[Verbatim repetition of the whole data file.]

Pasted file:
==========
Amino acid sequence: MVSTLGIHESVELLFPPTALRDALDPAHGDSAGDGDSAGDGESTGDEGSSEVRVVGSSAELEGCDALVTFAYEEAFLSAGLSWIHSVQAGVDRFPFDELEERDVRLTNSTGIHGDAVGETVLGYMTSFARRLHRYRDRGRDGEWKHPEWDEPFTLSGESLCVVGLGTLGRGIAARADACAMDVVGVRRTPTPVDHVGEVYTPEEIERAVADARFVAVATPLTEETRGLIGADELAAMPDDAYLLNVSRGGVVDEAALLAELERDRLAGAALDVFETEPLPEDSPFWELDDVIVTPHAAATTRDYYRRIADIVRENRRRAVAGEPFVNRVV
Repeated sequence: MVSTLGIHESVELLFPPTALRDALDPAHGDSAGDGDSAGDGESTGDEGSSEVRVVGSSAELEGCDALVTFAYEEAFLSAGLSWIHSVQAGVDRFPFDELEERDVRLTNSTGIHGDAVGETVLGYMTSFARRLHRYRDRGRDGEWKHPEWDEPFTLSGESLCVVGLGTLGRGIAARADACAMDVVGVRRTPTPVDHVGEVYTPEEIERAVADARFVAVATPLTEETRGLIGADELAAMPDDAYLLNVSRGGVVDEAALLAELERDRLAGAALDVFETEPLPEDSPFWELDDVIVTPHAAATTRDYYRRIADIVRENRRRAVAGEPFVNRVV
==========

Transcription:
Amino acid sequence: MVSTLGIHESVELLFPPTALRDALDPAHGDSAGDGDSAGDGESTGDEGSSEVRVVGSSAELEGCDALVTFAYEEAFLSAGLSWIHSVQAGVDRFPFDELEERDVRLTNSTGIHGDAVGETVLGYMTSFARRLHRYRDRGRDGEWKHPEWDEPFTLSGESLCVVGLGTLGRGIAARADACAMDVVGVRRTPTPVDHVGEVYTPEEIERAVADARFVAVATPLTEETRGLIGADELAAMPDDAYLLNVSRGGVVDEAALLAELERDRLAGAALDVFETEPLPEDSPFWELDDVIVTPHAAATTRDYYRRIADIVRENRRRAVAGEPFVNRVV
Repeated sequence: MVSTLGIHESVELLFPPTALRDALDPAHGDSAGDGDSAGDGESTGDEGSSEVRVVGSSAELEGCDALVTFAYEEAFLSAGLSWIHSVQAGVDRFPFDELEERDVRLTNSTGIHGDAVGETVLGYMTSFARRLHRYRDRGRDGEWKHPEWDEPFTLSGESLCVVGLGTLGRGIAARADACAMDVVGVRRTPTPVDHVGEVYTPEEIERAVADARFVAVATPLTEETRGLIGADELAAMPDDAYLLNVSRGGVVDEAALLAELERDRLAGAALDVFETEPLPEDSPFWELDDVIVTPHAAATTRDYYRRIADIVRENRRRAVAGEPFVNRVV